CFL Full Form – Compact Fluorescent Lamp

CFL Full Form

CFL Full Form – Compact Fluorescent Lamp

A compact fluorescent lamp (CFL), also called compact fluorescent light, energy-saving light and compact fluorescent tube, is a fluorescent lamp designed to replace an incandescent light bulb.

A notional temperature, the correlated color temperature, the temperature of a black body which emits light of a hue which to human color perception most closely matches the light from the lamp, is assigned.

 

LED prices fell well below US$5 for a basic bulb in 2015.

Some types fit into light fixtures designed for incandescent bulbs.

 

this emitted ultraviolet light is converted into visible light as it strikes the fluorescent coating (as well as into heat when absorbed by other materials such as glass).

 

Compared to general-service incandescent lamps giving the same amount of visible light, CFLs use one-fifth to one-third the electric power, and last eight to fifteen times longer.

 

A CFL has a higher purchase price than an incandescent lamp, but can save over five times its purchase price in electricity costs over the lamp’s lifetime.

 

Like all fluorescent lamps, CFLs contain toxic mercury which complicates their disposal.

 

In many countries, governments have banned the disposal of CFLs together with regular garbage.

These countries have established special collection systems for CFLs and other hazardous waste.

The principle of operation remains the same as in other fluorescent lighting.

CFL Full Form – Compact Fluorescent Lamp

 

Electrons that are bound to mercury atoms are excited to states where they will radiate ultraviolet light as they return to a lower energy level.

CFLs radiate a spectral power distribution that is different from that of incandescent lamps.

 

 

The color temperature is characteristic of black-body radiation.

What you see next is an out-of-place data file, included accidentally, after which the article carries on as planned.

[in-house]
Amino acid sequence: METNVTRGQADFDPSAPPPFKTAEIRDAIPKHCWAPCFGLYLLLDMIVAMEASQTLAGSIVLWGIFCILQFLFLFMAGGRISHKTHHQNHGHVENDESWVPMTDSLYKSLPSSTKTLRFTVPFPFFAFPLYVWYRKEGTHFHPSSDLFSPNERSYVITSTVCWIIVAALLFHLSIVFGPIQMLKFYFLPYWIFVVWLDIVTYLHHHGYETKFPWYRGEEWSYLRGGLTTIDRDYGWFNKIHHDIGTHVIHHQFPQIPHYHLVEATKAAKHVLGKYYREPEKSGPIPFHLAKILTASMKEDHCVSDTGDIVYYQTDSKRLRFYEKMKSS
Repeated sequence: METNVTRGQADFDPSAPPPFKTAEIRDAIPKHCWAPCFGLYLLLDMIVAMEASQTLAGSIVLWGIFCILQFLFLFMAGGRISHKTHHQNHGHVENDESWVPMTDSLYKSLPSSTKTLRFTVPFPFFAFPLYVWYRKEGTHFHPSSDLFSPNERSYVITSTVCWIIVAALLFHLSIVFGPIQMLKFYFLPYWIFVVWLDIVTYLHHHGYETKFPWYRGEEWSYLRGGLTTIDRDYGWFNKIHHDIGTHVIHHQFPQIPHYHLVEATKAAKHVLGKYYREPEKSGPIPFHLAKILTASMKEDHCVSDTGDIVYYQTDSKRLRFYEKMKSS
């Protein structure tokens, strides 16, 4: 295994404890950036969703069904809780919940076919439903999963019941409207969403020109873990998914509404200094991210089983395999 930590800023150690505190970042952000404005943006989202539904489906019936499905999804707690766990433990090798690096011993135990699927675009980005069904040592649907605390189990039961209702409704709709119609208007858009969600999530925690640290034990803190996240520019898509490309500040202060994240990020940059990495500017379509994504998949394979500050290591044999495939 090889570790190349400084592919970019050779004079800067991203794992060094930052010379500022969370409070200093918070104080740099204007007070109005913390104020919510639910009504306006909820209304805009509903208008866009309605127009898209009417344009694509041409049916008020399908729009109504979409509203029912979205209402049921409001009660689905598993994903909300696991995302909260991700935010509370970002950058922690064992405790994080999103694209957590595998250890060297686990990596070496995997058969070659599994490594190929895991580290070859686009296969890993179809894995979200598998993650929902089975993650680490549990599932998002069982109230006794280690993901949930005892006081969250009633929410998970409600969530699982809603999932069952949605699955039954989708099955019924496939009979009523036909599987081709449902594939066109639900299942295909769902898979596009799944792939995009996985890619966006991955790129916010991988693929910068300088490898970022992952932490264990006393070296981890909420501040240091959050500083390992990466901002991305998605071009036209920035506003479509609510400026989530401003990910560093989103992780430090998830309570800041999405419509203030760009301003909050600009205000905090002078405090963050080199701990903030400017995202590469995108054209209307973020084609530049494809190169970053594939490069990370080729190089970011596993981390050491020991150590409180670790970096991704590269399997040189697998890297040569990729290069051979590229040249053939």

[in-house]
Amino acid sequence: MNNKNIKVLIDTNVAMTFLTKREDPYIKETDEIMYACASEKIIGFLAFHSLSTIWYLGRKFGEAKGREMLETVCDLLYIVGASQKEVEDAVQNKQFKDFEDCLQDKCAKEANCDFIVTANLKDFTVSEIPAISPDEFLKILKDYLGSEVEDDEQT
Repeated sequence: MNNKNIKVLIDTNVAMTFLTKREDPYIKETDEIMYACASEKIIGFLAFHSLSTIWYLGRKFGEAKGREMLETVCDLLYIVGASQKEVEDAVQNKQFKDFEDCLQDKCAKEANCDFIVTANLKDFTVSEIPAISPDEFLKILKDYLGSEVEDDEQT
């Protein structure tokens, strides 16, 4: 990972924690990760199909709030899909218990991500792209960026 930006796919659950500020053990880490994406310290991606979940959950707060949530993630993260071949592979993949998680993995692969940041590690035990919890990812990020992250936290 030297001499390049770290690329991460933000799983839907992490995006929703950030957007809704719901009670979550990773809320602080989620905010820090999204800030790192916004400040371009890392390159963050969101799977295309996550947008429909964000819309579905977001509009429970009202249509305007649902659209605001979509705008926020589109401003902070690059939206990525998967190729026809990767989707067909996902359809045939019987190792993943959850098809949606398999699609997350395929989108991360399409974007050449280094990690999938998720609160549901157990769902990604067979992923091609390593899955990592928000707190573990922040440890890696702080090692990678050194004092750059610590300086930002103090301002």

White LED lamps now compete with CFLs for high-efficiency lighting, and General Electric has stopped production of domestic CFL lamps in favour of LEDs.

 

 

 

 

 

History

The parent to the modern fluorescent lamp was invented in the late 1890s by Peter Cooper Hewitt.

Improved phosphor formulations have improved the perceived color of the light emitted by CFLs, such that some sources rate the best “soft white” CFLs as subjectively similar in color to standard incandescent lamps.

 

 

Circular and U-shaped lamps were devised to reduce the length of fluorescent light fixtures.

Edmund Germer, Friedrich Meyer, and Hans Spanner patented a high-pressure vapor lamp in 1927.

The Cooper Hewitt lamps were used for photographic studios and industries.

George Inman later teamed with General Electric to create a practical fluorescent lamp, sold in 1938 and patented in 1941.

CFL Full Form – Compact Fluorescent Lamp

 

 

 

The design was eventually copied by others.

 

The spiral CFL was invented in 1976 by Edward E. Hammer, an engineer with General Electric, in response to the 1973 oil crisis.

The first fluorescent light bulb and fixture were displayed to the general public at the 1939 New York World’s Fair.

Although the design met its goals, it would have cost GE about $25 million to build new factories to produce the lamps, and thus the invention was shelved.

 

The lamp used a folded T4 tube, stable tri-color phosphors, and a mercury amalgam. This was the first successful screw-in replacement for an incandescent lamp, using new rare earth aluminum lattice phosphors to solve the problem of lumen depreciation that would normally occur quickly in such a thin tube.

In 1980, Philips introduced its model SL*18, which was a screw-in or bayonet mount lamp with integral magnetic ballast.